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The New Power Equation

For business-technology managers, the marching order for the past few years has been "Do more with less." Now comes a technology--multicore microprocessors--that does just that. The breakthrough chip technology is ready to deliver on its promise to provide more computing horsepower while taking up less space and generating less heat than conventional chips. Multicore processors, which pack multiple processing cores on a single chip, are transforming the design of data centers and providing a way for businesses to add more power and performance to their IT infrastructures without the problems that come with server sprawl.

The two major x86 server chip vendors, Advanced Micro Devices Inc. and Intel, have reason to believe that multicore technology will be adopted quickly and have a major impact on business computing. Sun Microsystems last week debuted servers that use its new UltraSparc T1 microprocessors, which have eight processing cores. And several other microprocessor suppliers are transitioning their products to multicore technology to increase performance while capping the heat generated by the chips. The chipmakers can "dial down" the clock speed of a processor slightly to reduce power requirements and associated heat dissipation, while increasing overall performance by adding two or more processing engines that perform tasks faster than their single-core counterparts.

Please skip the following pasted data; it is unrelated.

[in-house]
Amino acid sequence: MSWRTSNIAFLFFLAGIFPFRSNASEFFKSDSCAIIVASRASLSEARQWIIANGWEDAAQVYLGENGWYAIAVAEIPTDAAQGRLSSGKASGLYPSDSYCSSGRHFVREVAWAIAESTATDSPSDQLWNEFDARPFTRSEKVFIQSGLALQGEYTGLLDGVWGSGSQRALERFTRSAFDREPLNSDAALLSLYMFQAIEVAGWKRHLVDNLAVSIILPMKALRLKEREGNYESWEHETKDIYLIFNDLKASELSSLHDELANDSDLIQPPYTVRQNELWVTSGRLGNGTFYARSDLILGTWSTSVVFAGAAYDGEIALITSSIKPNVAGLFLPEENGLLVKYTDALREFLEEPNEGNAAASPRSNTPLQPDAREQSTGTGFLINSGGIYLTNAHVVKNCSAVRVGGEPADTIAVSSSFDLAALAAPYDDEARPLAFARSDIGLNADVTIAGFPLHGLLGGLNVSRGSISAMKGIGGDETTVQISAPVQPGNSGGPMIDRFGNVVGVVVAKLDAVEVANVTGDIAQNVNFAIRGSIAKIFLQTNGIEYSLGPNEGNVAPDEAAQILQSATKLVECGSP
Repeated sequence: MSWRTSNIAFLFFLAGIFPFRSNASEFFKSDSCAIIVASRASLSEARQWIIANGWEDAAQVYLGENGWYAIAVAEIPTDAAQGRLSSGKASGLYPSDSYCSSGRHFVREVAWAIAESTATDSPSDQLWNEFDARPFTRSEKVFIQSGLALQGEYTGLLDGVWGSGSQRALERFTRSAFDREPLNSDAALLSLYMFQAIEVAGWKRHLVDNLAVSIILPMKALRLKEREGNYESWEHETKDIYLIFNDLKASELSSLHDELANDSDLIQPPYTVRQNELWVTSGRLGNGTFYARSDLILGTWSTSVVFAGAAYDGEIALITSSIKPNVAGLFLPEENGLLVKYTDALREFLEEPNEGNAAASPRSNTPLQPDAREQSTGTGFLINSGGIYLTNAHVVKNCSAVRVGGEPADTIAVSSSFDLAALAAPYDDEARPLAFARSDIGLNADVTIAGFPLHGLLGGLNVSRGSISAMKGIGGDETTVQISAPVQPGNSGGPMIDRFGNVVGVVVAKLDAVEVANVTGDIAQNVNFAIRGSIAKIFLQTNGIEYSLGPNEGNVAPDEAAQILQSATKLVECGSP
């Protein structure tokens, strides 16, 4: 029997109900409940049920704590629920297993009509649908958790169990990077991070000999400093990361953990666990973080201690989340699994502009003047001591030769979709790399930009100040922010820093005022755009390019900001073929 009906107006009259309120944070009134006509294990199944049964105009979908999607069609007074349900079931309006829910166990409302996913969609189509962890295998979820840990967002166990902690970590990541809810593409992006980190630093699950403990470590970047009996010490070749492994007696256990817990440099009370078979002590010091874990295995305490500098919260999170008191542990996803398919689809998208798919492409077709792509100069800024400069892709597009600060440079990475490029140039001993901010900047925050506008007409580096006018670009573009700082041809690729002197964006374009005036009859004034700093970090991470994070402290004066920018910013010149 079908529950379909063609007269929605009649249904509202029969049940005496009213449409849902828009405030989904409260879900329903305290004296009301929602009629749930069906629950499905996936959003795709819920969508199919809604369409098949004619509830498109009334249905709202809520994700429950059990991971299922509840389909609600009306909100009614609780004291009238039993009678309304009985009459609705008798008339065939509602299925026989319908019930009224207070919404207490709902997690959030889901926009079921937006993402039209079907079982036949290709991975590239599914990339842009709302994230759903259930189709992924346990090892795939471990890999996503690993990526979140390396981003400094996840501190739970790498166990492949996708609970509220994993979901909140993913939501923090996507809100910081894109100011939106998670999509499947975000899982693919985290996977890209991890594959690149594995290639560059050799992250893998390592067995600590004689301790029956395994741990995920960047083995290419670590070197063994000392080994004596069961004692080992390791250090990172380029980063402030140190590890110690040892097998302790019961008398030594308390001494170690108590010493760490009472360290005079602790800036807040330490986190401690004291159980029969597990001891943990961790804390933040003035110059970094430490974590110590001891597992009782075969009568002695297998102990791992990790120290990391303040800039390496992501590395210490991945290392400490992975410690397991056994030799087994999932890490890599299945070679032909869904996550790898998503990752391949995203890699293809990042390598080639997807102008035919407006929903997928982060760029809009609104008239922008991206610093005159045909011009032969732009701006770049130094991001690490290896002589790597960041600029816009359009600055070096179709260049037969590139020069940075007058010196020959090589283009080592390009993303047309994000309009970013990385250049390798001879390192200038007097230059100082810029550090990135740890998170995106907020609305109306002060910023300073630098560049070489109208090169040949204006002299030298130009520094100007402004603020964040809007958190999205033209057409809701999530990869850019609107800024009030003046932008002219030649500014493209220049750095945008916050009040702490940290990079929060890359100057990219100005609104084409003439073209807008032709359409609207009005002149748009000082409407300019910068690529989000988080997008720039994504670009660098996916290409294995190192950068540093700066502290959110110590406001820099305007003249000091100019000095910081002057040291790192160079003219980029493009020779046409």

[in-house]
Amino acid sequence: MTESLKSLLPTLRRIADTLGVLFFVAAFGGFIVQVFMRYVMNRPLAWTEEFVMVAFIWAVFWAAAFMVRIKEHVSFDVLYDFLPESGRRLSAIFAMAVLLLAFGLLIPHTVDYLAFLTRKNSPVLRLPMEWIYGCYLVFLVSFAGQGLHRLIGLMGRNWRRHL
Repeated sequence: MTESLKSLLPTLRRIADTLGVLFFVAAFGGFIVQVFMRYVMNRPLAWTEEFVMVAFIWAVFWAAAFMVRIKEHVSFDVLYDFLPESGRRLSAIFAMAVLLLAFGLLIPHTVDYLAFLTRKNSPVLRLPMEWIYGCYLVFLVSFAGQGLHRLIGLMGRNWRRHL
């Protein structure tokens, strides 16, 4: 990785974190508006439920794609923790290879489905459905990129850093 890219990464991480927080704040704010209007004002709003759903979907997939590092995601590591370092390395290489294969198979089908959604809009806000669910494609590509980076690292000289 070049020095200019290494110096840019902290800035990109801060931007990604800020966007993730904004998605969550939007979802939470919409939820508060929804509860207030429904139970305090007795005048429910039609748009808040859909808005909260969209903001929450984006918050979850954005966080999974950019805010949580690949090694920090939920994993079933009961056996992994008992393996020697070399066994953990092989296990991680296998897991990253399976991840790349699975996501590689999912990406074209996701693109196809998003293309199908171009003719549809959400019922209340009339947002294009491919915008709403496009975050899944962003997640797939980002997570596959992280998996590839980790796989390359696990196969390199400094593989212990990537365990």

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The Tokyo Institute of Technology doesn't need persuading. When the school developed a plan to create the largest supercomputer in Japan and one of the largest in the world, using multicore processors solved the problem of having a limited amount of space for a data center and the related issue of heat generation inside the center.

"We envision a 100-teraflop-scale system running Windows, Linux, or Solaris, which is obviously applicable to researchers using thousands of teraflops of power," says Satoshi Matsuoka, professor in charge of research infrastructure at the Global Scientific Information and Computing Center at Tokyo Tech. "It's pretty obvious this capability wouldn't have been reached without using this dual-core processor technology because we are heavily constrained in terms of space and power budget."

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